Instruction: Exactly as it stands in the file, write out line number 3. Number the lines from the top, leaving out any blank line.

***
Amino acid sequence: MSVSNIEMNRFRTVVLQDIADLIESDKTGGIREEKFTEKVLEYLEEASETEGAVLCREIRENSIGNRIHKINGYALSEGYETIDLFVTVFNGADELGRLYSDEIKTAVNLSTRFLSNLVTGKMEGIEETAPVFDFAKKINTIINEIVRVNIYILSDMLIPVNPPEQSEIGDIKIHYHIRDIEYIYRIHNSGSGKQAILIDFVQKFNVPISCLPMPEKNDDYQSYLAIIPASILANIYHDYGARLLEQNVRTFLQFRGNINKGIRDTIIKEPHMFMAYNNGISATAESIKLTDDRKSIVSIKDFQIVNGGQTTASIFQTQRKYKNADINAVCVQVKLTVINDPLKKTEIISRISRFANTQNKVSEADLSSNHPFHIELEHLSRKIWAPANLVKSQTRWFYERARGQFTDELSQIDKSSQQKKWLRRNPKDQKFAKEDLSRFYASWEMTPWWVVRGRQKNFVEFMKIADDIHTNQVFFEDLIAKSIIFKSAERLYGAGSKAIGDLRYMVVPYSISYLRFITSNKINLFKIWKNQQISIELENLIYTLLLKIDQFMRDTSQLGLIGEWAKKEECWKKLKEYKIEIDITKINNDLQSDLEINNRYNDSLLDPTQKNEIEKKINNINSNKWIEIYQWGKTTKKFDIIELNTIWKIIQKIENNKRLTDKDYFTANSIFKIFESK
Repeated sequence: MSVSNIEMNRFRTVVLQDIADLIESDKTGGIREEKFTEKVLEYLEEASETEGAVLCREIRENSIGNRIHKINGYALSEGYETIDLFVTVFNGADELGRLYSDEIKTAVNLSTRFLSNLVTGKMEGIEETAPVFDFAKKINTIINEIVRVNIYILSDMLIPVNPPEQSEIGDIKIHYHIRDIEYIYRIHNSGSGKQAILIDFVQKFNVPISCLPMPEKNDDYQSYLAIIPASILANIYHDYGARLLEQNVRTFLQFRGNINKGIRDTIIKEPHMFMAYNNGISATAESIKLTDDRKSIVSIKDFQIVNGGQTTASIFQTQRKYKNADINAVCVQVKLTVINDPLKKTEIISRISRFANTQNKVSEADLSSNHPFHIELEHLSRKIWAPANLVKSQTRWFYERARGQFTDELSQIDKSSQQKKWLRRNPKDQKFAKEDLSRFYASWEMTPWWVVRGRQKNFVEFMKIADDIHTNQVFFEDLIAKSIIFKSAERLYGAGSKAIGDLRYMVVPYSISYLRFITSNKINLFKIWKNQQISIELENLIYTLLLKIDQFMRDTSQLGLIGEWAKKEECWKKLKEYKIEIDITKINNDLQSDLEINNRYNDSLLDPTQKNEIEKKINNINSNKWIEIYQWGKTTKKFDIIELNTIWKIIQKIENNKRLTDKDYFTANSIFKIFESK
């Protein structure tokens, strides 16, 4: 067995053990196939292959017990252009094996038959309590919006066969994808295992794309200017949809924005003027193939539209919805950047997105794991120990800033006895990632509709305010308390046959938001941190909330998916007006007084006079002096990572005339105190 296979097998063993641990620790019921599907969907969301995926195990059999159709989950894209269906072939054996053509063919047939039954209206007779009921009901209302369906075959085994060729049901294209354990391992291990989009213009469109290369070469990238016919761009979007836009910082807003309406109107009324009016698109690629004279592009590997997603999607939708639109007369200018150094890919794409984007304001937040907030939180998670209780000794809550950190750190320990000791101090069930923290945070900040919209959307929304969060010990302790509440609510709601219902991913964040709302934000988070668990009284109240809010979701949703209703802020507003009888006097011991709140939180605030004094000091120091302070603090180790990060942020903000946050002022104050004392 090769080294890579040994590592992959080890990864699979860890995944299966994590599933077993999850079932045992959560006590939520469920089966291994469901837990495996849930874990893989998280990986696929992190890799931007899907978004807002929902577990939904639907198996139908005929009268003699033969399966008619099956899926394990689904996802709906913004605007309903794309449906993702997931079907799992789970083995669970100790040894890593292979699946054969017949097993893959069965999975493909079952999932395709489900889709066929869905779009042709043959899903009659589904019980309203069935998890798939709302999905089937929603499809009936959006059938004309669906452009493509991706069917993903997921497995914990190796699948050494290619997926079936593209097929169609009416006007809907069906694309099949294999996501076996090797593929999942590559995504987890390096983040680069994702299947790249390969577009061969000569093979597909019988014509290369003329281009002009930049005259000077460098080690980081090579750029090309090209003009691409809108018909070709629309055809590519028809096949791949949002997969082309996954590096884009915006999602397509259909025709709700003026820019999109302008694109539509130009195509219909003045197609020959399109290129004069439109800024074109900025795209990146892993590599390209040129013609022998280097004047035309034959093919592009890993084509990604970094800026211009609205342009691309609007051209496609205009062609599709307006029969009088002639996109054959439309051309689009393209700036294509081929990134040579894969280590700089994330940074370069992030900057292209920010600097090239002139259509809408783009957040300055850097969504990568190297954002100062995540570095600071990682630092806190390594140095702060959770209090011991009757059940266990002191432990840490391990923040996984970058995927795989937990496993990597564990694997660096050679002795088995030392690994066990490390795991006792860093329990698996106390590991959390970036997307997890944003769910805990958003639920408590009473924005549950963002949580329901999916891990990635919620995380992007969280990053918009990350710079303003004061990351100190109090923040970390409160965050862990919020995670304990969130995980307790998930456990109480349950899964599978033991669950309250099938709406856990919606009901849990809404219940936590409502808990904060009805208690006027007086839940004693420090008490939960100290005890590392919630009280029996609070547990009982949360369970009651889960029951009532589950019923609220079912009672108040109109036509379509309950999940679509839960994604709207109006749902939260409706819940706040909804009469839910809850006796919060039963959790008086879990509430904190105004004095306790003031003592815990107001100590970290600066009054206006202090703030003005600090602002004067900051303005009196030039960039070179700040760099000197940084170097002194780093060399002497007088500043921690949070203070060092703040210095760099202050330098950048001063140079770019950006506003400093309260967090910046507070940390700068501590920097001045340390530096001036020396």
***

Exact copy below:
């Protein structure tokens, strides 16, 4: 067995053990196939292959017990252009094996038959309590919006066969994808295992794309200017949809924005003027193939539209919805950047997105794991120990800033006895990632509709305010308390046959938001941190909330998916007006007084006079002096990572005339105190 296979097998063993641990620790019921599907969907969301995926195990059999159709989950894209269906072939054996053509063919047939039954209206007779009921009901209302369906075959085994060729049901294209354990391992291990989009213009469109290369070469990238016919761009979007836009910082807003309406109107009324009016698109690629004279592009590997997603999607939708639109007369200018150094890919794409984007304001937040907030939180998670209780000794809550950190750190320990000791101090069930923290945070900040919209959307929304969060010990302790509440609510709601219902991913964040709302934000988070668990009284109240809010979701949703209703802020507003009888006097011991709140939180605030004094000091120091302070603090180790990060942020903000946050002022104050004392 090769080294890579040994590592992959080890990864699979860890995944299966994590599933077993999850079932045992959560006590939520469920089966291994469901837990495996849930874990893989998280990986696929992190890799931007899907978004807002929902577990939904639907198996139908005929009268003699033969399966008619099956899926394990689904996802709906913004605007309903794309449906993702997931079907799992789970083995669970100790040894890593292979699946054969017949097993893959069965999975493909079952999932395709489900889709066929869905779009042709043959899903009659589904019980309203069935998890798939709302999905089937929603499809009936959006059938004309669906452009493509991706069917993903997921497995914990190796699948050494290619997926079936593209097929169609009416006007809907069906694309099949294999996501076996090797593929999942590559995504987890390096983040680069994702299947790249390969577009061969000569093979597909019988014509290369003329281009002009930049005259000077460098080690980081090579750029090309090209003009691409809108018909070709629309055809590519028809096949791949949002997969082309996954590096884009915006999602397509259909025709709700003026820019999109302008694109539509130009195509219909003045197609020959399109290129004069439109800024074109900025795209990146892993590599390209040129013609022998280097004047035309034959093919592009890993084509990604970094800026211009609205342009691309609007051209496609205009062609599709307006029969009088002639996109054959439309051309689009393209700036294509081929990134040579894969280590700089994330940074370069992030900057292209920010600097090239002139259509809408783009957040300055850097969504990568190297954002100062995540570095600071990682630092806190390594140095702060959770209090011991009757059940266990002191432990840490391990923040996984970058995927795989937990496993990597564990694997660096050679002795088995030392690994066990490390795991006792860093329990698996106390590991959390970036997307997890944003769910805990958003639920408590009473924005549950963002949580329901999916891990990635919620995380992007969280990053918009990350710079303003004061990351100190109090923040970390409160965050862990919020995670304990969130995980307790998930456990109480349950899964599978033991669950309250099938709406856990919606009901849990809404219940936590409502808990904060009805208690006027007086839940004693420090008490939960100290005890590392919630009280029996609070547990009982949360369970009651889960029951009532589950019923609220079912009672108040109109036509379509309950999940679509839960994604709207109006749902939260409706819940706040909804009469839910809850006796919060039963959790008086879990509430904190105004004095306790003031003592815990107001100590970290600066009054206006202090703030003005600090602002004067900051303005009196030039960039070179700040760099000197940084170097002194780093060399002497007088500043921690949070203070060092703040210095760099202050330098950048001063140079770019950006506003400093309260967090910046507070940390700068501590920097001045340390530096001036020396």